Before she left London, she hadn't been sure if she ever loved him, used to love him, or perhaps still did. But now she knows.

A musical evening is announced, a program to be performed by the Crawleys and some of their friends, something to entertain the men and to celebrate Matthew Crawley's imminent return home, if only briefly on a short leave.

She looks forward to it for days, eager for a change of pace and for the chance to be near enough to Tom to talk to him for the first time since the day she arrived at Downton. On the evening, she's not silly enough to change into her nice frock for the evening – her uniform will suffice. But she does take a few extra minutes in her bedroom to brush and replait her hair, leaving her white cap off for the night. She puts on just a little rouge, too. She's happy with the effect. She hopes Tom will notice. She hopes he'll be in a friendly mindset, warmed by the return of his brother.

But she ends up arriving last to the Great Hall, diverted by trying to find one last extra wheelchair for a Captain who lost his leg up to the knee due to trench foot. He's been very low but finally, at the last moment, agreed to take in some musical entertainment – a good sign, Sybil figures. And when she finally takes her place, standing at the back, she sees no Matthew Crawley. "He's still in France," Thomas Barrow tells her, standing with her. "His leave got cancelled."

"That's too bad," she murmurs under the high, sweet, somewhat thin, voice of Her Ladyship as she finishes singing "I'm Always Chasing Rainbows" at the piano. Now Sybil's eyes are scanning for Tom Crawley, spotting the back of his head in the front row – she knows that neck.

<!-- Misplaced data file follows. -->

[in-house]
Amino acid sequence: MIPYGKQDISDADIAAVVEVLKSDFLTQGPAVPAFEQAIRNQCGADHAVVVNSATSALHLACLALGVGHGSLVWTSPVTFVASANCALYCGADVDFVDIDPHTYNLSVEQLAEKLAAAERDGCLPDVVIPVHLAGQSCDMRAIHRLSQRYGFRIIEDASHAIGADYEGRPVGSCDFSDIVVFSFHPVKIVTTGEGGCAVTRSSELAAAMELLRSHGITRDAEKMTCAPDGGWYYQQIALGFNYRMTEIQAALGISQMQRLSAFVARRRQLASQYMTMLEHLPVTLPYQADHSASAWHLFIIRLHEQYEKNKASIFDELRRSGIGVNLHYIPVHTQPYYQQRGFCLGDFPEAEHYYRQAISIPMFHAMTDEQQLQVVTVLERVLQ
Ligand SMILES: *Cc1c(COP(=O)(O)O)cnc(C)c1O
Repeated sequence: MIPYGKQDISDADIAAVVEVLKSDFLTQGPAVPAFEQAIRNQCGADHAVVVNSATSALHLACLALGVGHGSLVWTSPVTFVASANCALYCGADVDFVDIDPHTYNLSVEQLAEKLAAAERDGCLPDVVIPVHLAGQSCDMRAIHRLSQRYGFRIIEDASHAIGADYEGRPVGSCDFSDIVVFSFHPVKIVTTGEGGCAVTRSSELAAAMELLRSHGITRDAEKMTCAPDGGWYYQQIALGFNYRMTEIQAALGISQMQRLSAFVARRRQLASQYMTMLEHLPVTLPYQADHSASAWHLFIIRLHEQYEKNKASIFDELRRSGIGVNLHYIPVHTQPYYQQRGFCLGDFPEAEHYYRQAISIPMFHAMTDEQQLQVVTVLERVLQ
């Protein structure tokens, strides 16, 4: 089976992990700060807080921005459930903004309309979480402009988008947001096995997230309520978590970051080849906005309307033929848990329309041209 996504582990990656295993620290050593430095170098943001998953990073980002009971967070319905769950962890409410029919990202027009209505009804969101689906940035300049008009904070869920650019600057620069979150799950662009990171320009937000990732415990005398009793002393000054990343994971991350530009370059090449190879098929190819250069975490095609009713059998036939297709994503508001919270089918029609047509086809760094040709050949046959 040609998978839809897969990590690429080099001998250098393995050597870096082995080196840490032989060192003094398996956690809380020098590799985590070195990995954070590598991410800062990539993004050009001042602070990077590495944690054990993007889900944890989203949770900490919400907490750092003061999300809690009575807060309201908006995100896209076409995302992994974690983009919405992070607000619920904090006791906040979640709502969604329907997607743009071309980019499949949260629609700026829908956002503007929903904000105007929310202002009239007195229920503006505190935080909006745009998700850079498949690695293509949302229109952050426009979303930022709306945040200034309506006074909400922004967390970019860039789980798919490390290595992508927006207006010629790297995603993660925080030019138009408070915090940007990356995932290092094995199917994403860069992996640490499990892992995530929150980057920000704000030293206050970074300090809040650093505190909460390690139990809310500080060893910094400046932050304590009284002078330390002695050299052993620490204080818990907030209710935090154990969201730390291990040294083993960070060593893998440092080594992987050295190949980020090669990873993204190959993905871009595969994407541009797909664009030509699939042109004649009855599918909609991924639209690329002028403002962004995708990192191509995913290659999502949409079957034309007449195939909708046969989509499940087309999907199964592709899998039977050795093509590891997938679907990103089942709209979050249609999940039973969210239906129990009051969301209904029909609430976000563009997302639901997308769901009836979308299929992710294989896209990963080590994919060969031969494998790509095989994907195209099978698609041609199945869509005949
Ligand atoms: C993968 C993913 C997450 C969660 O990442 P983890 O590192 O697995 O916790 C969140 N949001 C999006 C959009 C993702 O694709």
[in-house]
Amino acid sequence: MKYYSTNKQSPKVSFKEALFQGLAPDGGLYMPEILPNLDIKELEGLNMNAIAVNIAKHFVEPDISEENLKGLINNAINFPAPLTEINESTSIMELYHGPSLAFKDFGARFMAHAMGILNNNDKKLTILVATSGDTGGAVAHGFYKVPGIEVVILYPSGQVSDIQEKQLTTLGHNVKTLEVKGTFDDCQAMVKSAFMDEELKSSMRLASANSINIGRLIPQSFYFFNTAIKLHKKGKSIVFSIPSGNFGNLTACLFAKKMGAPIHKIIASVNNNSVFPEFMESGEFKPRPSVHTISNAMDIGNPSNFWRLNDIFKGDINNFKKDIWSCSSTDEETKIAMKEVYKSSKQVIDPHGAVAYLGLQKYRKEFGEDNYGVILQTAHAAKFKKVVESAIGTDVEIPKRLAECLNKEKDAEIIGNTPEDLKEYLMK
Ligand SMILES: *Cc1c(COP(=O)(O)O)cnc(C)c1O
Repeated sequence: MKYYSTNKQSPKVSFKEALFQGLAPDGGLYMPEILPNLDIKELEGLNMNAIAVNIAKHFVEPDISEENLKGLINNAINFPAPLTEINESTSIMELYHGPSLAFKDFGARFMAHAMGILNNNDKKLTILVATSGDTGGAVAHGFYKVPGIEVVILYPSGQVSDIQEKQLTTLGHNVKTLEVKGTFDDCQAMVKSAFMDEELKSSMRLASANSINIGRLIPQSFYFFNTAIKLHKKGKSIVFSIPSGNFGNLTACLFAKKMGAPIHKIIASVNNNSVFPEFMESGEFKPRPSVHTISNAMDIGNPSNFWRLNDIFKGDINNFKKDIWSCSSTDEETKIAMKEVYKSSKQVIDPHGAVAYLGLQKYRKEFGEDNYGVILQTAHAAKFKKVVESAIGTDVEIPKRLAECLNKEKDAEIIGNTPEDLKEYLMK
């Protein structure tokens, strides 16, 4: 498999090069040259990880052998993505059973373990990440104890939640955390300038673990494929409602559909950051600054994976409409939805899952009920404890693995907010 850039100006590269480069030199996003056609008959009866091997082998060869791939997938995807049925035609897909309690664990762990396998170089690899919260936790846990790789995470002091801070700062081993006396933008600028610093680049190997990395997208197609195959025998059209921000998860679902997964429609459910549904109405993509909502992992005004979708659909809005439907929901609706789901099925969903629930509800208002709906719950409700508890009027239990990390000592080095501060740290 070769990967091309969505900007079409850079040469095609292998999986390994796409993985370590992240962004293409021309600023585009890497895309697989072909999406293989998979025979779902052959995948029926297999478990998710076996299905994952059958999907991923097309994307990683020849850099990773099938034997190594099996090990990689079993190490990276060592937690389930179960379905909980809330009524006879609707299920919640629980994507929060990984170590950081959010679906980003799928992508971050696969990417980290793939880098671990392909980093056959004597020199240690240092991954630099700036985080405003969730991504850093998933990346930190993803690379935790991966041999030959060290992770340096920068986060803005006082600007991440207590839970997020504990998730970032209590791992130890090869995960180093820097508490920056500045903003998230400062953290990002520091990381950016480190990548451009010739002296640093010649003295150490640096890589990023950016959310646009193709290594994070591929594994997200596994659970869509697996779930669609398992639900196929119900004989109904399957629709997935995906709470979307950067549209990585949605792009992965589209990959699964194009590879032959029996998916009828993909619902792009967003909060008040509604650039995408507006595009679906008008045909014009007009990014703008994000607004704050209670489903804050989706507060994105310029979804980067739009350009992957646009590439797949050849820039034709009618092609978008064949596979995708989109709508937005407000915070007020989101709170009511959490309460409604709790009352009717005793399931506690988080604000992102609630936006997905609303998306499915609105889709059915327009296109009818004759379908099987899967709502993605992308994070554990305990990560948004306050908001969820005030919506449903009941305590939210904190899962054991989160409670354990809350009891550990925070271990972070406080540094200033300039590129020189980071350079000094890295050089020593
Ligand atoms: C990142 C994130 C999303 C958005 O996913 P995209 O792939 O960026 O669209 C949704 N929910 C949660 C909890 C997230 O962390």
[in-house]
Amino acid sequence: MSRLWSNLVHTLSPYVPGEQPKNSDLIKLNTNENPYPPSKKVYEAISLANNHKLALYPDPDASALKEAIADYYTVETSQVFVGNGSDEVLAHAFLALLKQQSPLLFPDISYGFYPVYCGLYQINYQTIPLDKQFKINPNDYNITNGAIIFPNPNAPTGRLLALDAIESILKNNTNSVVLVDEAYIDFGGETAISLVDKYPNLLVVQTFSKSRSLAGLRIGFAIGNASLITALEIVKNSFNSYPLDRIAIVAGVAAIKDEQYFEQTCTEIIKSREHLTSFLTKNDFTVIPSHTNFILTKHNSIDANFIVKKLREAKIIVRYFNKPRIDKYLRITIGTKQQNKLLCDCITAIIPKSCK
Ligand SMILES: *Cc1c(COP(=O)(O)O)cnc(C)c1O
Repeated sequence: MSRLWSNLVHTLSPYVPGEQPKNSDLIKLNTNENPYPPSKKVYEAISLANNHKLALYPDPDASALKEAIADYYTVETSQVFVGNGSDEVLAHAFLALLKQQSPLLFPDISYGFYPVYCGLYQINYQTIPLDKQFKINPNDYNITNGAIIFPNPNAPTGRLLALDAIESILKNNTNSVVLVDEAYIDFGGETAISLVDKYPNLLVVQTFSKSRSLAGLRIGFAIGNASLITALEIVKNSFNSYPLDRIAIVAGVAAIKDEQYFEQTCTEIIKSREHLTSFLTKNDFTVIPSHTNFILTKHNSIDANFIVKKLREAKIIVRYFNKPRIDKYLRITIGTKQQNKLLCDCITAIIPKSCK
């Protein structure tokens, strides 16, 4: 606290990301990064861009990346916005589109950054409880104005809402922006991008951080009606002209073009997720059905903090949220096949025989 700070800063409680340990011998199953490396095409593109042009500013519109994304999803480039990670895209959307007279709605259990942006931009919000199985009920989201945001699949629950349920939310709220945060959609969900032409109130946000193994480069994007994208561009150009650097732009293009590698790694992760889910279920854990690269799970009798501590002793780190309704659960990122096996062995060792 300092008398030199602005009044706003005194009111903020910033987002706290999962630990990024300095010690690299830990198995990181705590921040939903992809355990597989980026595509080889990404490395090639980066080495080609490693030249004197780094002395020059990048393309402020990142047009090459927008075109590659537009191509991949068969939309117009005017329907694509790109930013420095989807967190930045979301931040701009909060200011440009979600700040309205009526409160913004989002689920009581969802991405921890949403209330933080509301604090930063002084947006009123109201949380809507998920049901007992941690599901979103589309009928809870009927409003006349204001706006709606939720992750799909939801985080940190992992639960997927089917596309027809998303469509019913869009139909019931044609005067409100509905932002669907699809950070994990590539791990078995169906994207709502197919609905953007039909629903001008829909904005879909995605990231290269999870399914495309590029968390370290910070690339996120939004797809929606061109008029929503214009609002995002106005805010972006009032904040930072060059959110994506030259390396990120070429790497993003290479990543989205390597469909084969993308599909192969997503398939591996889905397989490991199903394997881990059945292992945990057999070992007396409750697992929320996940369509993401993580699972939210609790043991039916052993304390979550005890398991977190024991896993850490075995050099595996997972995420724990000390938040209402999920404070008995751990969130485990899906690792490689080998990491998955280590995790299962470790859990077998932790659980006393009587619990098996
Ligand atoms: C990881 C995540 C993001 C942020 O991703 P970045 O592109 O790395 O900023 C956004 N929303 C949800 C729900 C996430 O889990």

As everyone claps for Lady Grantham, a young lady rises and takes her place at the piano bench. She's pale and delicate-looking, with lovely pink skin, strawberry blonde hair, and a prettily plain, round face. Sybil's never seen her before – she must be a friend of the Crawleys, a neighbor's daughter or someone's niece.

Tom Crawley stands and gives his hand to his mother, escorting her to her chair, but instead of sitting back down, he goes to the piano to stand beside it, giving the strawberry blonde girl a deep smile as he announces, "My fiancée Miss Swire and I have prepared for your listening pleasure 'If You Were the Only Girl in the World'. And while Lavinia has a beautiful voice, you might feel differently about mine, so please feel free to join in and spare me too much humiliation."

There's some polite laughter and piano chords fill the room but Sybil barely hears it – she stopped listening at Tom Crawley's first two words: "My fiancée."

His fiancée.

His fiancée.

His fiancée.

The girl playing the piano. The girl singing with Tom Crawley right now. The girl Tom is smiling at. The girl he called Miss Swire, Lavinia. The girl he called his fiancée. His fiancée. His fiancée. The girl he will marry.

Sybil can't breathe. She can't see anything but the way Tom is looking at the girl before him, like she's-like she's...his fiancée. Her face is on fire. She shouldn't have bothered with the bloody rouge! How stupid! She must look like an idiot wearing her makeup, wearing her uniform but no cap, showing off her hair like it's some crowning glory. What a bloody fool she is, at every bloody turn! She ducks her head, totally humiliated and hiding her scarlet face, hiding the tears swelling in her eyes, cursing herself.

What an idiot. What a ridiculous idiot she is.

She remembers the last time she felt so completely disappointed by Tom Crawley, how she'd run up the stairs and thrown herself on her bed and soaked it with sobs like a petulant child. She made terrible, emotional, prejudice assumptions after that, stupid mistakes.

She's a grown woman now and too damn old to be feeling so foolish. She won't bawl this time. And she won't run away. She has a job to do here. And she was right before when she told Gwen that she and Tom Crawley are nothing to each other anymore. Tom Crawley is nothing to her now.

She sucks up her tears and her snot and lifts her head, hardening her heart.